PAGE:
The housing market has entered a bubble territory believes economist Robert Shiller, but as a result, housing stocks are not necessarily imperilled.
In recent interviews, shiller made it clesr, that home prices appear to be driving an increase in housing starts.
“In real terms, the home prices have never been so high,” says Shiller, who is a co-founder of the S&P CoreLogic Case-Shiller home price index. “My data goes back over 100 years, so this is something. I don’t think that the whole thing is explained by central bank policy. There is something about the sociology of markets that’s happening.”
Shiller also predicts that housing prices could be a lot lower in 3-5 years, repeating what happened in 2003, which ultimately led to the 2008 financial crisis – and caused homebuilder stocks to crash.
However, while the economist is signaling home prices are too high, the CEOs of some of America’s largest homebuilders and investors seeking out surging housing stocks don’t seem nearly as concerned about the situation – despite the fact higher lumber costs are adding $36,000 to the price of an average single-family home.
The reason homebuilders aren’t so concerned is that America continues to have a significant housing shortfall. The shortfall of homes for prospective home buyers has increased by approximately 50%, from 2.65 million in 2018 to 4.0 million in 2021.
Here are 6 housing stocks to ride this red-hot market. Our selections are based on the shortfall of homes as well as America’s ongoing love affair with home improvement. So while half are homebuilder stocks, the other half supply products to the construction industry.
1. Home Depot
Home Depot reported stellar first-quarter results in May that included same-store sales growth of 29.9% at its U.S. stores, 490 basis points above its strong results a year earlier. On the bottom line, it had net earnings of $4.1 billion, 86% higher than in Q1 2020.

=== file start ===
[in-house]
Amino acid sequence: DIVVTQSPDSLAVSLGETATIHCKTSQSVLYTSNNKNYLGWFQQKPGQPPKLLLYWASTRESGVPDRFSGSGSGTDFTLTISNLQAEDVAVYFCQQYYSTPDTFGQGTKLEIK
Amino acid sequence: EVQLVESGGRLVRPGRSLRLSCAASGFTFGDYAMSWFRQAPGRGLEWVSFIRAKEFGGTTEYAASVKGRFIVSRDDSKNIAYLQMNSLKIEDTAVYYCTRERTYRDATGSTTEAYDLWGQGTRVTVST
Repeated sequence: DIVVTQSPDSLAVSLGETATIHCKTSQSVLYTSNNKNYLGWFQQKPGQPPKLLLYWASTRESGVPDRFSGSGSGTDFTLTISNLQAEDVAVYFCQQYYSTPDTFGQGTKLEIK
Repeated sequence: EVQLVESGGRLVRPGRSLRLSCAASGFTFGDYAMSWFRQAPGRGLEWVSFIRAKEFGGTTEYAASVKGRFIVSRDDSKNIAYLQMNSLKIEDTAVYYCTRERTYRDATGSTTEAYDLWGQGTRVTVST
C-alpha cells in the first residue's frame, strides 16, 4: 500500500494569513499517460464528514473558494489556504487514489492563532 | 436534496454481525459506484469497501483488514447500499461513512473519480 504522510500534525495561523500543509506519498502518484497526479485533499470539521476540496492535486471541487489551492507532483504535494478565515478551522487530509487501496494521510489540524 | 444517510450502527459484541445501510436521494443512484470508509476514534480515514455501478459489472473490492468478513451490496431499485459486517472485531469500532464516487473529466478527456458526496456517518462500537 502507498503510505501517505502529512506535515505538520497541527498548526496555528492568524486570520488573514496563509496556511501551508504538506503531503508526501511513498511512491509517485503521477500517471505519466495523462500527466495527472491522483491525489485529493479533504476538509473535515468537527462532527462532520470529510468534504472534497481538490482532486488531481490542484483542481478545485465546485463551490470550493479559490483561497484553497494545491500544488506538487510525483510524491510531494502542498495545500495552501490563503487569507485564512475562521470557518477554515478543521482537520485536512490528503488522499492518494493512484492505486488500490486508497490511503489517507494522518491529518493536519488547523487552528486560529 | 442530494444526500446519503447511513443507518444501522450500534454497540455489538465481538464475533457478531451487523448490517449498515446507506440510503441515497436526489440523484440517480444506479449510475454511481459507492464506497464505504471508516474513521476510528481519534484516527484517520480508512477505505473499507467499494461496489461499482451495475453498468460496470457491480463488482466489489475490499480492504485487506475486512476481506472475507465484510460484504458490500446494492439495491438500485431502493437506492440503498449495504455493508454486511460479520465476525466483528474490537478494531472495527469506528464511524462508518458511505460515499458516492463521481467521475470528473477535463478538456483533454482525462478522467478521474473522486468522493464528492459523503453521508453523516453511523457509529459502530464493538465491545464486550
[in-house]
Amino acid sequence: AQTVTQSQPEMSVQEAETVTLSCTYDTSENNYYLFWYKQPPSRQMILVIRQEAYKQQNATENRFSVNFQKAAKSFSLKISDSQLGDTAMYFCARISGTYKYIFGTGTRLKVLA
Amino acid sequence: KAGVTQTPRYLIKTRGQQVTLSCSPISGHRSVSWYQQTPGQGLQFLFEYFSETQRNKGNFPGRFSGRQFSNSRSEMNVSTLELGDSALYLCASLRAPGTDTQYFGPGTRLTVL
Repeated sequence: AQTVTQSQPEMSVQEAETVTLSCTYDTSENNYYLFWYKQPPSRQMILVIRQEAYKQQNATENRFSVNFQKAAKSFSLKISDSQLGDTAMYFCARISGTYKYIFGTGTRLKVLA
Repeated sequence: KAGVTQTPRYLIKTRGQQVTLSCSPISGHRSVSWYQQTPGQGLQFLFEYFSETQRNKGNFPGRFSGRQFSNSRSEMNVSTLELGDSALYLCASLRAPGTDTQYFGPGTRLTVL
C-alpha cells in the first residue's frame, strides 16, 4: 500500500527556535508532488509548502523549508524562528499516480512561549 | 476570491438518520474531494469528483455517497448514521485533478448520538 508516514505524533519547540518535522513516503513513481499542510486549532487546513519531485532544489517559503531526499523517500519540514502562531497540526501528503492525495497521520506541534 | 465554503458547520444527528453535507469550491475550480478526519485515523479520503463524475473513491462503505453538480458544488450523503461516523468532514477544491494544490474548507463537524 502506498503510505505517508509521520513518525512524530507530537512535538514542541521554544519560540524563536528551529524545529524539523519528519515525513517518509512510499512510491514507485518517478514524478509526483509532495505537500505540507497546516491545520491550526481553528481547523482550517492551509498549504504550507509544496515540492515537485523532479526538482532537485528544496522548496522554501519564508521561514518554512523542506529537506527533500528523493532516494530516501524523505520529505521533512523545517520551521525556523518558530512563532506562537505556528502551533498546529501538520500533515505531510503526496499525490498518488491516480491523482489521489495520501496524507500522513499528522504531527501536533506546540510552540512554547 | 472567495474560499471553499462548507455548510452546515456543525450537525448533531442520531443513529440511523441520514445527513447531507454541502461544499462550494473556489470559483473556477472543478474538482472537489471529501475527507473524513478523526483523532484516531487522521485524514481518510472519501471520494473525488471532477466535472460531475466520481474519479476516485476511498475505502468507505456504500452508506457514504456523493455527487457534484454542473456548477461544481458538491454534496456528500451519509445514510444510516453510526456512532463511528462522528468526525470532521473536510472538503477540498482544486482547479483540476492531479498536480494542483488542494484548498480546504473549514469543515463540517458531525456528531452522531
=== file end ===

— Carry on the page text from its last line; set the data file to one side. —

Analysts like this housing stock. On May 17, Morgan Stanley analyst Vincent Andrews raised his 12-month price target by 15% to $315. Andrews believes the paint and coatings company will continue to perform at an exceptionally high level in 2021 and 2022.
At the end of its first quarter, the homebuilder had a backlog of 22,077 homes, 25% higher than in the first quarter of 2020. The backlog is expected to generate as much as $9.5 billion in future revenue.
NVR’s backlog of homes during the three-month period increased 42% year-over-year to 12,791. The backlog represents $5.2 billion in revenue. Its new orders in the first quarter were 6,314, 26% higher than a year earlier, while its average price per home was $410,500, a 10.3% improvement.
Masco is not too worried about these issues. As part of its Q1 2021 earnings release, Masco increased its full-year per-share earnings guidance from $3.35 at the midpoint to $3.60, a 7.5% boost. Based on its guidance for 2021, Masco expects sales to grow by at least 10% and earnings per share to be up 15% at the midpoint.
The company’s focus on profitability and cash flow enable it to allocate its free cash toward dividends, share repurchases and debt repayment. Since 2018, PulteGroup reduced its debt-to-capital ratio from almost 40% to 23.3% in the first quarter. Additionally, the company has increased its share repurchase authorization by $1 billion.